Long-Term Marijuana Use Can Lead To Rare Condition: Cannabinoid Hyperemesis Syndrome, Say Physicians

With the widespread use of cannabis, a condition involving cyclic vomiting, which was considered rare and still difficult to ascertain is becoming more common, says one physician, though treatment is available.

What Is CHS?

Caused by chronic cannabis use, cannabinoid hyperemesis syndrome (CHS) causes repeated episodes of severe nausea, vomiting and stomach cramping, according to American Addiction Centers.

Though still not widely known or completely understood, CHS is characterized by a strong and often enduring sensitivity to THC and possibly other cannabinoids.

Dr. Borisav Stoev, the chair of emergency services at Saint Peter’s University Hospital, says that it is not yet clear how much marijuana needs to be used to trigger the condition, even though edible forms of marijuana tend to have a delayed effect and possibly lead to unintended overuse.

He highlighted that the number of patients coming to the ER with these debilitating side effects is rising.

There’s a “lot of patients presenting with nausea, vomiting, and abdominal pain and that’s related to heavy use.. and usually the long-term use,” Stoev told CBS 2 News.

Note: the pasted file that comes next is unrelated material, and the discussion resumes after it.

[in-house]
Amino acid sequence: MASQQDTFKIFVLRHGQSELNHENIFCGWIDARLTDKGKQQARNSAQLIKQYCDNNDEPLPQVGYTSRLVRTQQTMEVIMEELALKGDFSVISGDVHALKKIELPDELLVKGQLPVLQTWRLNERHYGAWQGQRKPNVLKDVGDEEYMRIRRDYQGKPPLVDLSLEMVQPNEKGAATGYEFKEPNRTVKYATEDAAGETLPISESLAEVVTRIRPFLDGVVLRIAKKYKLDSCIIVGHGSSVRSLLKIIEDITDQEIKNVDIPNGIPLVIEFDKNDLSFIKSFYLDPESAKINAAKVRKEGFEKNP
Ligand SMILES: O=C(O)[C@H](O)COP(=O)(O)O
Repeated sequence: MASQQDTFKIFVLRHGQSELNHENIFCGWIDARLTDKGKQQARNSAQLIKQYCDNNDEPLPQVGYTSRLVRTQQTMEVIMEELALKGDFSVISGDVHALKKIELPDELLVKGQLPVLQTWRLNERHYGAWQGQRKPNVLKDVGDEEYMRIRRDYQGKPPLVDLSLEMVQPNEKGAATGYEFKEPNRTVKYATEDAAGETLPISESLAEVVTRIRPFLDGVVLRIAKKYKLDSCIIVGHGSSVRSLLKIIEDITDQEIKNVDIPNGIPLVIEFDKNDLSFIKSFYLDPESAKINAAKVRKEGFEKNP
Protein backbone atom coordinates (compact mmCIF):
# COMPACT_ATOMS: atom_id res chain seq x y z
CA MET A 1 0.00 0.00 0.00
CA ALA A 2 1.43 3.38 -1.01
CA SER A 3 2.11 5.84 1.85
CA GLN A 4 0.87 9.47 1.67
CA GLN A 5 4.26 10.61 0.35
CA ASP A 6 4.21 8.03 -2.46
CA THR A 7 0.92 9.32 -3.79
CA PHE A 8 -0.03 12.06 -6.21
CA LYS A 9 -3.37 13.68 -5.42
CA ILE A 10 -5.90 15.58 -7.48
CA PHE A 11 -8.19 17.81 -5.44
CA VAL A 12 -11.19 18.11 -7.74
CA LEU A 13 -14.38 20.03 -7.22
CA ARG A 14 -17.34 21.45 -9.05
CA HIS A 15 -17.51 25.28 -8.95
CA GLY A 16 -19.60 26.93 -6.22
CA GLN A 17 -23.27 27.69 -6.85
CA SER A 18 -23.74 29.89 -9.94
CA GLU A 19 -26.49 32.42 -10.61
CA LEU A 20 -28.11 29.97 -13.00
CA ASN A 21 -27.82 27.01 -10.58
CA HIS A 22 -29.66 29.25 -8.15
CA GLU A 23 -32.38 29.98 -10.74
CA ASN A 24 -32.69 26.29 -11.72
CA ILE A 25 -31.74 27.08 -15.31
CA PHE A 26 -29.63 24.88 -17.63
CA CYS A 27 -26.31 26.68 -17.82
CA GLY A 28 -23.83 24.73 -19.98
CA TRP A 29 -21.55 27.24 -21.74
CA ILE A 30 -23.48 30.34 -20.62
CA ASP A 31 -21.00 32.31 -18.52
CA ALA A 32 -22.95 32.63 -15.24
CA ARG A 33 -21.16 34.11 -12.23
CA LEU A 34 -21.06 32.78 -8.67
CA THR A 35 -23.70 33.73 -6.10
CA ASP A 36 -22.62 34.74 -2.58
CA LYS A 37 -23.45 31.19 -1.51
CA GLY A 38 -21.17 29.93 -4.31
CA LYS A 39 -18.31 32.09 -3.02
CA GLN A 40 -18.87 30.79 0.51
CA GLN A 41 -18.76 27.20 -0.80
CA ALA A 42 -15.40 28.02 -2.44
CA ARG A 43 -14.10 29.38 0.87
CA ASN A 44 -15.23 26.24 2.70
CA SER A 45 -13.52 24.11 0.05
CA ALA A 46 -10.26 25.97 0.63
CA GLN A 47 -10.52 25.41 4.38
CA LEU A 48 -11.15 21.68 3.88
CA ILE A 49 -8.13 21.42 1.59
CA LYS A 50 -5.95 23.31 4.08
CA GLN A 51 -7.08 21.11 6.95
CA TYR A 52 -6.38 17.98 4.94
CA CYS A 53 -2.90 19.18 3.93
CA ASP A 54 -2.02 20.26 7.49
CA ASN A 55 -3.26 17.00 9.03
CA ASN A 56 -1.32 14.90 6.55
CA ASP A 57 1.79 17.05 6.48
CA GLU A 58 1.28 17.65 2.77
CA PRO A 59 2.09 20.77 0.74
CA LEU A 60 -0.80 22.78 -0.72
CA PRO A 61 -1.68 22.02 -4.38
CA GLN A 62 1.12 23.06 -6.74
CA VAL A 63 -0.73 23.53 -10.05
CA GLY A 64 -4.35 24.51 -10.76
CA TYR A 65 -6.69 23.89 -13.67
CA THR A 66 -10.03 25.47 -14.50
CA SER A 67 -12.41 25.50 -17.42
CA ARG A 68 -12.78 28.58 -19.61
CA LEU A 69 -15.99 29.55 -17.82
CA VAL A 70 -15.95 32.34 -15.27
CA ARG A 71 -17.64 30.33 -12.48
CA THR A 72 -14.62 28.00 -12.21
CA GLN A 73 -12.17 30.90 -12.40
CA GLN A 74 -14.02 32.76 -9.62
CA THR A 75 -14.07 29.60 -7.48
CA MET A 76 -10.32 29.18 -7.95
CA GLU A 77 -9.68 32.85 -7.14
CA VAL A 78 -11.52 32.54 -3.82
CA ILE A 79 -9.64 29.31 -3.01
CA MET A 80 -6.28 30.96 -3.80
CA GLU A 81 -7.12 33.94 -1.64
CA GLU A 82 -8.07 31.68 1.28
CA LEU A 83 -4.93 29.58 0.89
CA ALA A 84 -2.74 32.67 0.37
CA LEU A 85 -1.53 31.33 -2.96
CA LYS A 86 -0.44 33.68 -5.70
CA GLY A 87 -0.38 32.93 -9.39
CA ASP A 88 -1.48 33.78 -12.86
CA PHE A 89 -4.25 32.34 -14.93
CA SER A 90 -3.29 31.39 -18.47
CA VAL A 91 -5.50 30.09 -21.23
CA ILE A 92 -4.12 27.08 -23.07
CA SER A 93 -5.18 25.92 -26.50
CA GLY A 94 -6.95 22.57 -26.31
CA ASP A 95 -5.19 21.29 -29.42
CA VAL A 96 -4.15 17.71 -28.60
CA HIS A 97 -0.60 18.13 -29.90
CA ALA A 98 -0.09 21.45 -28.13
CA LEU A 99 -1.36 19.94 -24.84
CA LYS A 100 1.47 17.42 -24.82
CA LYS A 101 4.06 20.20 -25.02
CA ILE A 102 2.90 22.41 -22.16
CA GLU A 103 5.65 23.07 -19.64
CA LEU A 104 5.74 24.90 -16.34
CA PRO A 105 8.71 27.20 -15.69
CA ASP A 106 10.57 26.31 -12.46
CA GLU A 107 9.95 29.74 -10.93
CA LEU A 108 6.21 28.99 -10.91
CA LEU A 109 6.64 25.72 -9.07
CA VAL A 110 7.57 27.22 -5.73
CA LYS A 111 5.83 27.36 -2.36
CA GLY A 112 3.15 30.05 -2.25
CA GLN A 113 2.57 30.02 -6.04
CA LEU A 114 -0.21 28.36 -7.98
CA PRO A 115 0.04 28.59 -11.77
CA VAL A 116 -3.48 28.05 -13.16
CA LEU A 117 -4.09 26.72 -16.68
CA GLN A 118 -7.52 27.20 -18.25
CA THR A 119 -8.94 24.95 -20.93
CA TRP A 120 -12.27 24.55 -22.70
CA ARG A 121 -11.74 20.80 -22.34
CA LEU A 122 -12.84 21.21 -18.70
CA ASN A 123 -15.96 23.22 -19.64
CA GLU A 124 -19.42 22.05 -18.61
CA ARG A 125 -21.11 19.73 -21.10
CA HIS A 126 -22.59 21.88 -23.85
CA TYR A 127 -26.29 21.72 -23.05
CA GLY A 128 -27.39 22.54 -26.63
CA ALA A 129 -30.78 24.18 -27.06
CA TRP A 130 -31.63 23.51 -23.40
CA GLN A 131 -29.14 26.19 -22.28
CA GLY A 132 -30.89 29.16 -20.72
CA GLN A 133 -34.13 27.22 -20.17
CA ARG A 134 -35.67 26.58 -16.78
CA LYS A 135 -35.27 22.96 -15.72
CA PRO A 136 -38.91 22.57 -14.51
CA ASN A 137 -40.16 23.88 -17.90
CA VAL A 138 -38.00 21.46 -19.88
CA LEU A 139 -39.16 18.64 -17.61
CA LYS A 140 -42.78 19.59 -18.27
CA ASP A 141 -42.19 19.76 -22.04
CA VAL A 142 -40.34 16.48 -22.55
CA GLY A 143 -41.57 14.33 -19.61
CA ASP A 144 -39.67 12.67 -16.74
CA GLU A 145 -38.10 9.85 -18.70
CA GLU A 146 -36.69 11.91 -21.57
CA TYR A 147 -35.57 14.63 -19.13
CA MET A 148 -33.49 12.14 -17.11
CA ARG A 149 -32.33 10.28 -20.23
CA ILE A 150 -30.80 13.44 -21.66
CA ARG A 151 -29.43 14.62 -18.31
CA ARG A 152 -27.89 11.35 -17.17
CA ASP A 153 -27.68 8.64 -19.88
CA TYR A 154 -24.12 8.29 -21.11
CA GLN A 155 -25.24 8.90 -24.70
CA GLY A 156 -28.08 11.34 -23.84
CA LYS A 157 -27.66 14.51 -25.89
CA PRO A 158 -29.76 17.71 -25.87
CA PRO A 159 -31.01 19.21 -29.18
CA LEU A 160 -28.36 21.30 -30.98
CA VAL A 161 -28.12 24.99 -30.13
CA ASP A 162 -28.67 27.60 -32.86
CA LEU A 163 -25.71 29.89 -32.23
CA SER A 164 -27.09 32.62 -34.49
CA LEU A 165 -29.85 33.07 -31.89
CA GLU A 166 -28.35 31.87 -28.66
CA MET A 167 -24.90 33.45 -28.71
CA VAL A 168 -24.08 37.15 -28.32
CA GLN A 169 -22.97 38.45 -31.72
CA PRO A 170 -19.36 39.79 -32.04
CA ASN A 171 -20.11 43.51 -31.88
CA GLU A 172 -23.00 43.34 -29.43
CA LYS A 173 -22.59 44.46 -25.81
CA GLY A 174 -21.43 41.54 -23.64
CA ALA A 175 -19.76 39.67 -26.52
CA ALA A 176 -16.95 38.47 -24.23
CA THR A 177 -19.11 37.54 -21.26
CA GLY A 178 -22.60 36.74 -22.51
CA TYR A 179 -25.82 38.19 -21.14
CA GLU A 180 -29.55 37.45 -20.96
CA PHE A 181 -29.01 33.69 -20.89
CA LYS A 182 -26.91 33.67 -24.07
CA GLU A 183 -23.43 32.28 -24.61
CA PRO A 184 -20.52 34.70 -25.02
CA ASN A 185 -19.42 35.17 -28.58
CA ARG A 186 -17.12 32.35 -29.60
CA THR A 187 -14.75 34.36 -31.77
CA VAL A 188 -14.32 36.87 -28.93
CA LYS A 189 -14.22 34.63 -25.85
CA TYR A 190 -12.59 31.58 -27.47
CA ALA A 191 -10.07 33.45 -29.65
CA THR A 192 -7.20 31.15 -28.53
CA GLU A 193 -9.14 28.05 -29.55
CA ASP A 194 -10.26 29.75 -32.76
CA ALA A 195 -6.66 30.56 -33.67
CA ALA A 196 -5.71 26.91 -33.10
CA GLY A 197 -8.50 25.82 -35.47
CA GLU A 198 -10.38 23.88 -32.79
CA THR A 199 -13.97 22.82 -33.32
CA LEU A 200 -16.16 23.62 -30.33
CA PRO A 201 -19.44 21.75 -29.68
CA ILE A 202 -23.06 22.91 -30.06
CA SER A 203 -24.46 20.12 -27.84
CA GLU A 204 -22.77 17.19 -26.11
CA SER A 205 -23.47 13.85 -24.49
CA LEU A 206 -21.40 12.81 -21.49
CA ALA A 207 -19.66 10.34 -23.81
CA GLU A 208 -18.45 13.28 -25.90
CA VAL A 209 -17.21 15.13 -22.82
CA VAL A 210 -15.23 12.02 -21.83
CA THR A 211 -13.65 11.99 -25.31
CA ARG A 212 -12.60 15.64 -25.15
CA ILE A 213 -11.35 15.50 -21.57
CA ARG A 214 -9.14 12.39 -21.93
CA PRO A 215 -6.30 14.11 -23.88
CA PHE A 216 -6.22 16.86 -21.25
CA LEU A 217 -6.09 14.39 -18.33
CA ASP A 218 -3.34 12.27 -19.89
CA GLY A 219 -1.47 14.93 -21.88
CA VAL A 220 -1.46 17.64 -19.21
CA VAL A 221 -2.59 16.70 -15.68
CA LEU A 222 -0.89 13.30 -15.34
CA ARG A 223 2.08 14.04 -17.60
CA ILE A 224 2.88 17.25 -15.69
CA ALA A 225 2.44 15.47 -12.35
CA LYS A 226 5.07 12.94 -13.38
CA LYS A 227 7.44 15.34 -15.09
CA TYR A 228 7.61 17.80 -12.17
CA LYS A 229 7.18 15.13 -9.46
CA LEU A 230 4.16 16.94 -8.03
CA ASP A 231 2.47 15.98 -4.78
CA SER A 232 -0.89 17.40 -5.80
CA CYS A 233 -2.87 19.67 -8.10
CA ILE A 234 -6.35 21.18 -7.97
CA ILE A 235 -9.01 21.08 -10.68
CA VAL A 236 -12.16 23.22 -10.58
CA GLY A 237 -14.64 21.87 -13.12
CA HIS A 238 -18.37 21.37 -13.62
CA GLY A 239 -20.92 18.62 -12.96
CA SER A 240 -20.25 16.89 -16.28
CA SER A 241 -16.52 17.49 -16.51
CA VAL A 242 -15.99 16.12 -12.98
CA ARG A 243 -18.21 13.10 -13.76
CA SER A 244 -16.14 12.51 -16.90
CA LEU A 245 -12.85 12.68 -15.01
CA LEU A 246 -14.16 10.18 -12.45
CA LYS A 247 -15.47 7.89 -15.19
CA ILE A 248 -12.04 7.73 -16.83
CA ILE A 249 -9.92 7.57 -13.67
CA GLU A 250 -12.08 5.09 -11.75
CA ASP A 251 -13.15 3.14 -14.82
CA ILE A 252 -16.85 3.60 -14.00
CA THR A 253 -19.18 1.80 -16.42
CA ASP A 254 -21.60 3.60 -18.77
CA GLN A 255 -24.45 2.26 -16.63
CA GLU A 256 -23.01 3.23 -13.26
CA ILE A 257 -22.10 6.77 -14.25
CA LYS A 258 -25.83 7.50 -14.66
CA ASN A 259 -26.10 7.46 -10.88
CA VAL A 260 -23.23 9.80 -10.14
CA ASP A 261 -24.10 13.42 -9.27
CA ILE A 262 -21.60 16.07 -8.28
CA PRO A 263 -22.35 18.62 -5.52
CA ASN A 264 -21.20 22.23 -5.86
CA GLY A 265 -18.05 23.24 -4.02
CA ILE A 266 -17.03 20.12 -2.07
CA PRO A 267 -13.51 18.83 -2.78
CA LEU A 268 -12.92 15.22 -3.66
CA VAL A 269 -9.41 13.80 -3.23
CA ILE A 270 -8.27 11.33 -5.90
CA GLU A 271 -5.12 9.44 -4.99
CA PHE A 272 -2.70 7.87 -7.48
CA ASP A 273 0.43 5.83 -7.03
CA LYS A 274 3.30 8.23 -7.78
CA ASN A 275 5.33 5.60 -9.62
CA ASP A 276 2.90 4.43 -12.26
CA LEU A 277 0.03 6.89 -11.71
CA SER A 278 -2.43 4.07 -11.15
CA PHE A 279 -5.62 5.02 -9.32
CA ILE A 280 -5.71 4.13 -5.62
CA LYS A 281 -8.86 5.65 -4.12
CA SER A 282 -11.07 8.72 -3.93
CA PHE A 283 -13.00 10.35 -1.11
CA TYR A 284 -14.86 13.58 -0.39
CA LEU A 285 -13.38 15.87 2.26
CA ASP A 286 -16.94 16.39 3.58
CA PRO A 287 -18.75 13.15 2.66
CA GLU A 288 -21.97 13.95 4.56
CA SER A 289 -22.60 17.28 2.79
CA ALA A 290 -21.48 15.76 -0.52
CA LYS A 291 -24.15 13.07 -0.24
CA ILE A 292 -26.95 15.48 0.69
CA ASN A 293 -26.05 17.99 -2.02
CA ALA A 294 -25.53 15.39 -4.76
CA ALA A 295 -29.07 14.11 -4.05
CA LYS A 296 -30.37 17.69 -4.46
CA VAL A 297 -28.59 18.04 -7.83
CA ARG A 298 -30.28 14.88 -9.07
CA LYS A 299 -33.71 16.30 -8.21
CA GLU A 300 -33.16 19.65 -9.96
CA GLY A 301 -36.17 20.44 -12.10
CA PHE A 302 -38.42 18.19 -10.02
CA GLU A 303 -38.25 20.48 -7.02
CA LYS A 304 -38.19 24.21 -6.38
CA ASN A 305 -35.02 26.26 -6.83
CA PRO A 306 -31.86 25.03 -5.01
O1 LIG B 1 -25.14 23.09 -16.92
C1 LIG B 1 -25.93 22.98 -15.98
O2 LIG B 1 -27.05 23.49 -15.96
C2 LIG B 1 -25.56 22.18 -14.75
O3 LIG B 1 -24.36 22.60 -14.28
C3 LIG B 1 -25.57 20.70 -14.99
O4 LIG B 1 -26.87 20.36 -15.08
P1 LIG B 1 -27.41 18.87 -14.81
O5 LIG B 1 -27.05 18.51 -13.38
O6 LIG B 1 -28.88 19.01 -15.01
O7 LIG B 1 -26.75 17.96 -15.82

Why Is Cannabis Hyperemesis Syndrome being seen in hospitals more often lately?

Andrew Rosner, VP of the Cannabis Association of New York, says that people are starting to feel more comfortable seeking treatment at a hospital due to marijuana being legal in more states.

“What this creates now is an opportunity to educate about safe use and what is Hyperemesis and how to prevent it,” he said.

A condition that has been historically difficult to diagnose with extensive gastrointestinal workups is becoming identified more often, Dr. Stoev explained.

“Before… we didn’t know what it was and we thought it was something else and we were not able to diagnose it,” he said, adding that “now we can see it certainly a lot more frequently.”

Is There A Cure?

Luckily, there’s an effective treatment. While traditional anti-nausea meds are not particularly helpful, Dr. Stoev said that antipsychotic drugs such as haloperidol work directly on the cannabinoid receptors in a patient’s body, resulting in alleviating the symptoms.

“Often, it can lead to controlling their symptoms in the ER and being able to get them home with the proper instructions,” he said.

Cannabis and Digestion

Cannabis primarily reacts with the end cannabinoid system in the human body. The endocannabinoid system, or the ECS, is a network of receptors distributed throughout the body and brain/central nervous system. However, the digestive system also has cannabis receptors.

The impact of introducing marijuana into the body can be seen through these intricate and precisely crafted receptors. Depending on the person and their response, the outcomes may have positive and negative effects on a user.

Photo: Courtesy of Kyle Glenn on Unsplash

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